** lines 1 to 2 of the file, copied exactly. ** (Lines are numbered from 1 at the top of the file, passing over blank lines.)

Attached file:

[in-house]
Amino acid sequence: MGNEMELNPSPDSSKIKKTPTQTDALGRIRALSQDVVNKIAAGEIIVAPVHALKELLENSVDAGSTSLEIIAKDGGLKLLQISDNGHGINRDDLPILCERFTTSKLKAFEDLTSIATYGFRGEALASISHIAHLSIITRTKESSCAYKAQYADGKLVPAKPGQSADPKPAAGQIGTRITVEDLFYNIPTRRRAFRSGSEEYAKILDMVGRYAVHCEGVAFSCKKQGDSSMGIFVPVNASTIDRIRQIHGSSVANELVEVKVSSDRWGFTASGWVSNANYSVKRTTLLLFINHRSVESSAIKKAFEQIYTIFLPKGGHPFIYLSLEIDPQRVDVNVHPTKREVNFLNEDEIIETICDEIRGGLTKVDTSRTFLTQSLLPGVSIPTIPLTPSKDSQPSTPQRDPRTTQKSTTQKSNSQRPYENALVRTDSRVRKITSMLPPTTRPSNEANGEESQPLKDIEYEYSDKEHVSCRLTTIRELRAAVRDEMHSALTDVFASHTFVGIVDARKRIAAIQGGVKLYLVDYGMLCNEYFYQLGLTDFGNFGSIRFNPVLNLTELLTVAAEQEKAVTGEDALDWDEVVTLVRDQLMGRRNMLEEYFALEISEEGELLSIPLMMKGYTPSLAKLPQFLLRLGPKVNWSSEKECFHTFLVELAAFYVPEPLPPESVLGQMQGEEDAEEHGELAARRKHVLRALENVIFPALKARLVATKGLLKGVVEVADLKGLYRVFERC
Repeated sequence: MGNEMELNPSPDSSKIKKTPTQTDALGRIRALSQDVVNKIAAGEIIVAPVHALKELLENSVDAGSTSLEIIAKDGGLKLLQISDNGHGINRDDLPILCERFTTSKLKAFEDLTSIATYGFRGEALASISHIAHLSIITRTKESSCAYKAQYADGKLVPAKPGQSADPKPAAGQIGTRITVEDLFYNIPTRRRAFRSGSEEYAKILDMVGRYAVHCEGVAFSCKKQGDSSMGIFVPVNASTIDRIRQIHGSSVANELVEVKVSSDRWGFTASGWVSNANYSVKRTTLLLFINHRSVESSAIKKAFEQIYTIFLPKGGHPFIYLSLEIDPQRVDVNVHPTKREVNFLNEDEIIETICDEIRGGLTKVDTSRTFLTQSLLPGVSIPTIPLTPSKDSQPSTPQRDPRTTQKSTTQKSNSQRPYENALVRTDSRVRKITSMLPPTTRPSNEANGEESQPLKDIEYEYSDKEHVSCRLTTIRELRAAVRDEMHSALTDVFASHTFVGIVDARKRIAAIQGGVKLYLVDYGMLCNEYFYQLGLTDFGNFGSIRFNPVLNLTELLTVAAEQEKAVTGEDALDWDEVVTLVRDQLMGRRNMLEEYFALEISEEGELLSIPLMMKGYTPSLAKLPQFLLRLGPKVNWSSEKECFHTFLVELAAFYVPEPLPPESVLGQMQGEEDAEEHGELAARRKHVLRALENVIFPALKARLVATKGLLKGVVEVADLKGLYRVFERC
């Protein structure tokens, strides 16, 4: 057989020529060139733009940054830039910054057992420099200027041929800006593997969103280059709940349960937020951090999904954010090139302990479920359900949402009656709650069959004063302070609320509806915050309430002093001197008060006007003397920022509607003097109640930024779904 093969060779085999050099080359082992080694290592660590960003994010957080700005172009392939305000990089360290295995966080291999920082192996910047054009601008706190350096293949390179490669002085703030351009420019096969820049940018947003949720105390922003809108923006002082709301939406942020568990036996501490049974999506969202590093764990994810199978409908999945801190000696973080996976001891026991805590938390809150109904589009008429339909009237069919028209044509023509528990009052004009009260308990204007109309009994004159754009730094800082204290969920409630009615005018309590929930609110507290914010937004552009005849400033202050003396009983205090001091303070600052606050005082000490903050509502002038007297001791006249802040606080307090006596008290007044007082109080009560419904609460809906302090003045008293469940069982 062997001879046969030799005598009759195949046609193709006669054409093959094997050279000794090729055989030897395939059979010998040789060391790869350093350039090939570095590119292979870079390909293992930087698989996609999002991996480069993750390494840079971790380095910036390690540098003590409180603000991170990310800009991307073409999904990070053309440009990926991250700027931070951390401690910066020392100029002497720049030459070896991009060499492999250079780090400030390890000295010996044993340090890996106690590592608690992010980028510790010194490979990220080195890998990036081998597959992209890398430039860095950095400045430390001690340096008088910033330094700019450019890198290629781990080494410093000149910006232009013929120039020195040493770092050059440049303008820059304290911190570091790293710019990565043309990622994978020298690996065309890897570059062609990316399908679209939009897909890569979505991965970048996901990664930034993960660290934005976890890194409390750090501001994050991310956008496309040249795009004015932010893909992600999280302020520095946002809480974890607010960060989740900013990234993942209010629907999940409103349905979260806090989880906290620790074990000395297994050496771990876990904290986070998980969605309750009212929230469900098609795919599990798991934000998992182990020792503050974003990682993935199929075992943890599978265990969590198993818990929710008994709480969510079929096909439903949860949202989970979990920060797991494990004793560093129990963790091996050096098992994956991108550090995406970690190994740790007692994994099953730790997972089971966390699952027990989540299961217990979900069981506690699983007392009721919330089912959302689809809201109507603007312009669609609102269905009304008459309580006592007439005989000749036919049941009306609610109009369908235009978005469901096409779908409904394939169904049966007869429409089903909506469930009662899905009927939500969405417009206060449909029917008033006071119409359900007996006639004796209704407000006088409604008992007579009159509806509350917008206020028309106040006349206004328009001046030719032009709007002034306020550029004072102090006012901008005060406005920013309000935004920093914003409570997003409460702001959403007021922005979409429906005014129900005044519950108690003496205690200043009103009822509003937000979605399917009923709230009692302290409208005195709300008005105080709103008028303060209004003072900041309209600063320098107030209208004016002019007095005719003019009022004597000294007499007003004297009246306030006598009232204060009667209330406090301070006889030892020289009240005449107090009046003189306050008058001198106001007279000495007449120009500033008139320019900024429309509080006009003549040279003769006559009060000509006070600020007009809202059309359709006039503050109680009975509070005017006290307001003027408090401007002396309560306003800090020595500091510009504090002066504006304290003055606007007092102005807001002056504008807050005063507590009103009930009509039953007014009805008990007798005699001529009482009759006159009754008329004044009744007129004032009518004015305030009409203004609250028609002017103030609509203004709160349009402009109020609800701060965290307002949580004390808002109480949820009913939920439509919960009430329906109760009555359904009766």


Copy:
[in-house]
Amino acid sequence: MGNEMELNPSPDSSKIKKTPTQTDALGRIRALSQDVVNKIAAGEIIVAPVHALKELLENSVDAGSTSLEIIAKDGGLKLLQISDNGHGINRDDLPILCERFTTSKLKAFEDLTSIATYGFRGEALASISHIAHLSIITRTKESSCAYKAQYADGKLVPAKPGQSADPKPAAGQIGTRITVEDLFYNIPTRRRAFRSGSEEYAKILDMVGRYAVHCEGVAFSCKKQGDSSMGIFVPVNASTIDRIRQIHGSSVANELVEVKVSSDRWGFTASGWVSNANYSVKRTTLLLFINHRSVESSAIKKAFEQIYTIFLPKGGHPFIYLSLEIDPQRVDVNVHPTKREVNFLNEDEIIETICDEIRGGLTKVDTSRTFLTQSLLPGVSIPTIPLTPSKDSQPSTPQRDPRTTQKSTTQKSNSQRPYENALVRTDSRVRKITSMLPPTTRPSNEANGEESQPLKDIEYEYSDKEHVSCRLTTIRELRAAVRDEMHSALTDVFASHTFVGIVDARKRIAAIQGGVKLYLVDYGMLCNEYFYQLGLTDFGNFGSIRFNPVLNLTELLTVAAEQEKAVTGEDALDWDEVVTLVRDQLMGRRNMLEEYFALEISEEGELLSIPLMMKGYTPSLAKLPQFLLRLGPKVNWSSEKECFHTFLVELAAFYVPEPLPPESVLGQMQGEEDAEEHGELAARRKHVLRALENVIFPALKARLVATKGLLKGVVEVADLKGLYRVFERC